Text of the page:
Dividend Yield is calculated using the following formula:

Dividend Yield = Dividend per share / Share price

Generally, investors opt for investment options that have higher dividend yields. This is primarily because of the fact that it shows the underlying potential to get higher returns for companies in the longer run.

Importance of Investor Ratios

From the perspective of investors, investor ratios hold tantamount importance. The importance of investor ratios are as follows:

  • Firstly, investor ratios help to align the expectations between the investor, and the organization. Despite the fact that investor ratios are trailing ratios, yet it helps investor to get an idea of what to expect in terms of returns of their investments.
  • Investor ratios help investors to draw a comparison with other companies: Investors have multiple options to choose from when investing. In this aspect, comparing investment ratios across different companies help investors to gauge the relative performance and efficiency of different organizations they are choosing to invest in. Since investor ratios are relative, they can be compared across different organizations in order to get an accurate picture. For example, in isolation, earnings might not solely be compared because different organizations have different capacities depending on which they generate returns. However, metrics like EPS help investors to compare earnings on a per share basis, and this helps them to draw more valid comparisons.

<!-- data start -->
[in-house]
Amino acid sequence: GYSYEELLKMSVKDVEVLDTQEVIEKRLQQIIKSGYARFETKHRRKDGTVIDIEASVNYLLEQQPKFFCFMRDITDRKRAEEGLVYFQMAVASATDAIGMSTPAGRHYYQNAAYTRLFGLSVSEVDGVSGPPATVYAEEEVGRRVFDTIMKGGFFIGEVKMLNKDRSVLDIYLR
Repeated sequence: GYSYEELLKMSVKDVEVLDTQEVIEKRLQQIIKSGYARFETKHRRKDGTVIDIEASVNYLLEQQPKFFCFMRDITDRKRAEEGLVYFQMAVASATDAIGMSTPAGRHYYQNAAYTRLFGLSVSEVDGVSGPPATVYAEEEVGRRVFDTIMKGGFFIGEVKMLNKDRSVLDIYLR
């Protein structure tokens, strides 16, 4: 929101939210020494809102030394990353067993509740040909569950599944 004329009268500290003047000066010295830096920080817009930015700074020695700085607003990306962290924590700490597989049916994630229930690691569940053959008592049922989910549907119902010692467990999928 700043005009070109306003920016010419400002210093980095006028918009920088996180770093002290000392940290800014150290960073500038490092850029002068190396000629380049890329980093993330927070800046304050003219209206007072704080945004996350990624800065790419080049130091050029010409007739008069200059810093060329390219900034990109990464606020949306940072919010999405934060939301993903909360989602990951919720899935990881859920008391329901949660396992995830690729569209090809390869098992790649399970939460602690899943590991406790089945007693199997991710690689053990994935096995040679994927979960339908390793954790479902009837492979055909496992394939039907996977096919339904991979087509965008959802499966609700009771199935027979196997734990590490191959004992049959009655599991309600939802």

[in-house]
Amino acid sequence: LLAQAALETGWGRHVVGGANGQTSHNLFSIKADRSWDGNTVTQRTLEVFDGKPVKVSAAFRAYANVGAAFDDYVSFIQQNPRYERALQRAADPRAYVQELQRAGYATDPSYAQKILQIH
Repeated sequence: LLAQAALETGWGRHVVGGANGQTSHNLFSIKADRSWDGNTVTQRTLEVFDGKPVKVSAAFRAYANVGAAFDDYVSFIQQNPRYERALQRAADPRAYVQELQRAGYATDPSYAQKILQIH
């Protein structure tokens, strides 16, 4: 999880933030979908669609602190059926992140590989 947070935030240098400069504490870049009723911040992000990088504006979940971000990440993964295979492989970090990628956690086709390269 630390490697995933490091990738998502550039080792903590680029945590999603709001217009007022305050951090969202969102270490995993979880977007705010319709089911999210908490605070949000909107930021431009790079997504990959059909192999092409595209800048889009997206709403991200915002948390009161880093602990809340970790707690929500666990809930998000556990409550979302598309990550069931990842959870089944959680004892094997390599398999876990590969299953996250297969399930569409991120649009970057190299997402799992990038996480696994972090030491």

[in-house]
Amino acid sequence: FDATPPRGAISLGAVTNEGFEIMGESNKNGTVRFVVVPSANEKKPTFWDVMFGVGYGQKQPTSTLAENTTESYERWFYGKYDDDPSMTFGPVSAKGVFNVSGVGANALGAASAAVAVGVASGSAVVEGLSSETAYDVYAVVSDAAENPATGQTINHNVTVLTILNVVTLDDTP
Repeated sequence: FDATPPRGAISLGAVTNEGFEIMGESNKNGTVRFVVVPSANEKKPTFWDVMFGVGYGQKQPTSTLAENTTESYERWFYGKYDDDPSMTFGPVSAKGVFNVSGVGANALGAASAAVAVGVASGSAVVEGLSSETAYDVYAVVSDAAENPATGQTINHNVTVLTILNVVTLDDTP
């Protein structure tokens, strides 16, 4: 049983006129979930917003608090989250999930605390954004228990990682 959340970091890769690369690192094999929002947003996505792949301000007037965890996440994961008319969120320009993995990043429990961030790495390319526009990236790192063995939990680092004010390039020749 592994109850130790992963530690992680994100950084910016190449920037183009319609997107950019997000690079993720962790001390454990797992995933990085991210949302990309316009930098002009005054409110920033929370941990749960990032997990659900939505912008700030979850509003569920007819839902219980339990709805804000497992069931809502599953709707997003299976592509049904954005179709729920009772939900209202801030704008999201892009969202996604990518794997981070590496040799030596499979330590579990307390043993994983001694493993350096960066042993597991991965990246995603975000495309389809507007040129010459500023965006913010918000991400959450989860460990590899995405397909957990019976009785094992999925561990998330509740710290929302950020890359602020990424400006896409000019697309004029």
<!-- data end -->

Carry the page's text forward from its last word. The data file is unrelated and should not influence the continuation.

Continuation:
• From an internal perspective, organizations also benefit from investor ratios. They are able to benchmark their targets with other organizations, and strive towards achieving those targets. For example, increasing EPS every year might be a target they can internally set for themselves to achieve.